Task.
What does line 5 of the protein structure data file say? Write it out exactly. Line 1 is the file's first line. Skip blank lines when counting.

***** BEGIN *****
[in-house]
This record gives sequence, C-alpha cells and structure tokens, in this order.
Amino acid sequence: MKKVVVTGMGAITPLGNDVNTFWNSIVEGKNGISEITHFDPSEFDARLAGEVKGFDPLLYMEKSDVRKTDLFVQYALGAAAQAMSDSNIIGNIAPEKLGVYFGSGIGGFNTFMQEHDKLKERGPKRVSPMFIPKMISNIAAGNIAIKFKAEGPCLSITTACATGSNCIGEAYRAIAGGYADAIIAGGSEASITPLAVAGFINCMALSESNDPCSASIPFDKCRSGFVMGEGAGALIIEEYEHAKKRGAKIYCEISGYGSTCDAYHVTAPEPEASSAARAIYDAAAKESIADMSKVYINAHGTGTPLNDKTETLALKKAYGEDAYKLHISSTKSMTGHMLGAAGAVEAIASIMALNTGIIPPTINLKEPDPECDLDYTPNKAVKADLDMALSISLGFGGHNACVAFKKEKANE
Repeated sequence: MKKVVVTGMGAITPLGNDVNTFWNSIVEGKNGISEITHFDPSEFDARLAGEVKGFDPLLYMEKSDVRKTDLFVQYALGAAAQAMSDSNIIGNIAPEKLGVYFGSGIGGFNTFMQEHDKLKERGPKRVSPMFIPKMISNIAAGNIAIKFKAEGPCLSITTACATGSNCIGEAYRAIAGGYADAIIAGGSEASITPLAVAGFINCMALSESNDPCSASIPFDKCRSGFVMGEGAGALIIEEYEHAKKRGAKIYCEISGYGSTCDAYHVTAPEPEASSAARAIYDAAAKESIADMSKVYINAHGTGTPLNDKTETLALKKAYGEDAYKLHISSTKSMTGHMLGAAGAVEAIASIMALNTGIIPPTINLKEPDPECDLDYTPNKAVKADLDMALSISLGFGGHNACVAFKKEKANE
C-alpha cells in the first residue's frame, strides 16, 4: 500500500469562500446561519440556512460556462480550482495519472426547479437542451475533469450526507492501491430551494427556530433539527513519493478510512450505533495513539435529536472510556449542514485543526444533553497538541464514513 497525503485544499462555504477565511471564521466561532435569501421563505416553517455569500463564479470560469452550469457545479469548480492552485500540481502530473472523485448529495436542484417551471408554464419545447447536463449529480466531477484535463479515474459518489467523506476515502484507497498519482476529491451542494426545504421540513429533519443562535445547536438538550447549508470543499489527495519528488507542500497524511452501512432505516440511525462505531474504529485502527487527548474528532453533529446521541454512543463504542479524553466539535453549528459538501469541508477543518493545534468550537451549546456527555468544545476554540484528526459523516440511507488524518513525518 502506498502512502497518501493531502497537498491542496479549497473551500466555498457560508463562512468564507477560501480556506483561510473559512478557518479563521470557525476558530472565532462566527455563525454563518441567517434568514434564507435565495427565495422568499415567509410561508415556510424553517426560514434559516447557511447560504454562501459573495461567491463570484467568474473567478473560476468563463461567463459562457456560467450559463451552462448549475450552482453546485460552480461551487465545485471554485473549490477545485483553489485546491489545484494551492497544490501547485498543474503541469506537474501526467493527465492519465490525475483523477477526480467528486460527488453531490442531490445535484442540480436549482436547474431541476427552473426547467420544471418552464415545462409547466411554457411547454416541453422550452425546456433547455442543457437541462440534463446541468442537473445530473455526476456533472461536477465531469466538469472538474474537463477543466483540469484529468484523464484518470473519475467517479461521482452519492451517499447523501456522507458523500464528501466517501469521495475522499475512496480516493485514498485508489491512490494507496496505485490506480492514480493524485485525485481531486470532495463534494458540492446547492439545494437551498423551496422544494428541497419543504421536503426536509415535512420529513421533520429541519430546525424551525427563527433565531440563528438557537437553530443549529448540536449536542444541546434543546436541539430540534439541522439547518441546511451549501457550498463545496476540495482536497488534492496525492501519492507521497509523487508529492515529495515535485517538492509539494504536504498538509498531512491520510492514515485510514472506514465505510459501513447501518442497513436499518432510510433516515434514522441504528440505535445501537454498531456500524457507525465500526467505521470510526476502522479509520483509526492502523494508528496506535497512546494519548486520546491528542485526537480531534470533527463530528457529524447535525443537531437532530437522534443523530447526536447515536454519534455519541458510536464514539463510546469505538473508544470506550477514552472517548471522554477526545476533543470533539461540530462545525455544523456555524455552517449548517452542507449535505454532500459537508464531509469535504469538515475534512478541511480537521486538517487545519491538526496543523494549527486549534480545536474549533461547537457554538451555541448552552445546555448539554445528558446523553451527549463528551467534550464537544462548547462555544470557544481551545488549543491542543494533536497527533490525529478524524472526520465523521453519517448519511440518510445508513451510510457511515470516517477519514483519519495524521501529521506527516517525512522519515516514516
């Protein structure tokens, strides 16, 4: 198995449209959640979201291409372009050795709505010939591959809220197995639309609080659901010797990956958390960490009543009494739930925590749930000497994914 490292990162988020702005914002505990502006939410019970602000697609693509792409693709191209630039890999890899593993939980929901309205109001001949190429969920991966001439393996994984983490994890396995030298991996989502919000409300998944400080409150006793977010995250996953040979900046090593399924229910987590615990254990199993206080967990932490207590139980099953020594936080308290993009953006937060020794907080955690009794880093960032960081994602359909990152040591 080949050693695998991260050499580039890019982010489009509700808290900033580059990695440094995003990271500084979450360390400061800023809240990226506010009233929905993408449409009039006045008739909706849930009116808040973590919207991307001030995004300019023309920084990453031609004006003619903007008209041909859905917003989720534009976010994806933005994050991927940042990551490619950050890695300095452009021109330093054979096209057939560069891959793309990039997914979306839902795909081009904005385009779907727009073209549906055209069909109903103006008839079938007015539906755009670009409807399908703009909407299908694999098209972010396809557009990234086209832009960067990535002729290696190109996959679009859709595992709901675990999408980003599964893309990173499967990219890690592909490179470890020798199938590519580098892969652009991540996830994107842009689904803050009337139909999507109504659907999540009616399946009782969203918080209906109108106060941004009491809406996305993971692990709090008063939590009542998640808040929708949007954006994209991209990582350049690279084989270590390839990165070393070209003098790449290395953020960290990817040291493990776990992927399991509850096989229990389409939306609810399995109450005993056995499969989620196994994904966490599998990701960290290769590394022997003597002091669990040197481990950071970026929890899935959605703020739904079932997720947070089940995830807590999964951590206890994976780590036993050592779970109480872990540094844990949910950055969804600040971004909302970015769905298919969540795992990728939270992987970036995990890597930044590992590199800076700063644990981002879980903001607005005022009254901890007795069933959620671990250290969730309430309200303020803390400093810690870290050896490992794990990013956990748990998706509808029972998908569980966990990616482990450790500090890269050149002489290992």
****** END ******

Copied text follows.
C-alpha cells in the first residue's frame, strides 16, 4: 500500500469562500446561519440556512460556462480550482495519472426547479437542451475533469450526507492501491430551494427556530433539527513519493478510512450505533495513539435529536472510556449542514485543526444533553497538541464514513 497525503485544499462555504477565511471564521466561532435569501421563505416553517455569500463564479470560469452550469457545479469548480492552485500540481502530473472523485448529495436542484417551471408554464419545447447536463449529480466531477484535463479515474459518489467523506476515502484507497498519482476529491451542494426545504421540513429533519443562535445547536438538550447549508470543499489527495519528488507542500497524511452501512432505516440511525462505531474504529485502527487527548474528532453533529446521541454512543463504542479524553466539535453549528459538501469541508477543518493545534468550537451549546456527555468544545476554540484528526459523516440511507488524518513525518 502506498502512502497518501493531502497537498491542496479549497473551500466555498457560508463562512468564507477560501480556506483561510473559512478557518479563521470557525476558530472565532462566527455563525454563518441567517434568514434564507435565495427565495422568499415567509410561508415556510424553517426560514434559516447557511447560504454562501459573495461567491463570484467568474473567478473560476468563463461567463459562457456560467450559463451552462448549475450552482453546485460552480461551487465545485471554485473549490477545485483553489485546491489545484494551492497544490501547485498543474503541469506537474501526467493527465492519465490525475483523477477526480467528486460527488453531490442531490445535484442540480436549482436547474431541476427552473426547467420544471418552464415545462409547466411554457411547454416541453422550452425546456433547455442543457437541462440534463446541468442537473445530473455526476456533472461536477465531469466538469472538474474537463477543466483540469484529468484523464484518470473519475467517479461521482452519492451517499447523501456522507458523500464528501466517501469521495475522499475512496480516493485514498485508489491512490494507496496505485490506480492514480493524485485525485481531486470532495463534494458540492446547492439545494437551498423551496422544494428541497419543504421536503426536509415535512420529513421533520429541519430546525424551525427563527433565531440563528438557537437553530443549529448540536449536542444541546434543546436541539430540534439541522439547518441546511451549501457550498463545496476540495482536497488534492496525492501519492507521497509523487508529492515529495515535485517538492509539494504536504498538509498531512491520510492514515485510514472506514465505510459501513447501518442497513436499518432510510433516515434514522441504528440505535445501537454498531456500524457507525465500526467505521470510526476502522479509520483509526492502523494508528496506535497512546494519548486520546491528542485526537480531534470533527463530528457529524447535525443537531437532530437522534443523530447526536447515536454519534455519541458510536464514539463510546469505538473508544470506550477514552472517548471522554477526545476533543470533539461540530462545525455544523456555524455552517449548517452542507449535505454532500459537508464531509469535504469538515475534512478541511480537521486538517487545519491538526496543523494549527486549534480545536474549533461547537457554538451555541448552552445546555448539554445528558446523553451527549463528551467534550464537544462548547462555544470557544481551545488549543491542543494533536497527533490525529478524524472526520465523521453519517448519511440518510445508513451510510457511515470516517477519514483519519495524521501529521506527516517525512522519515516514516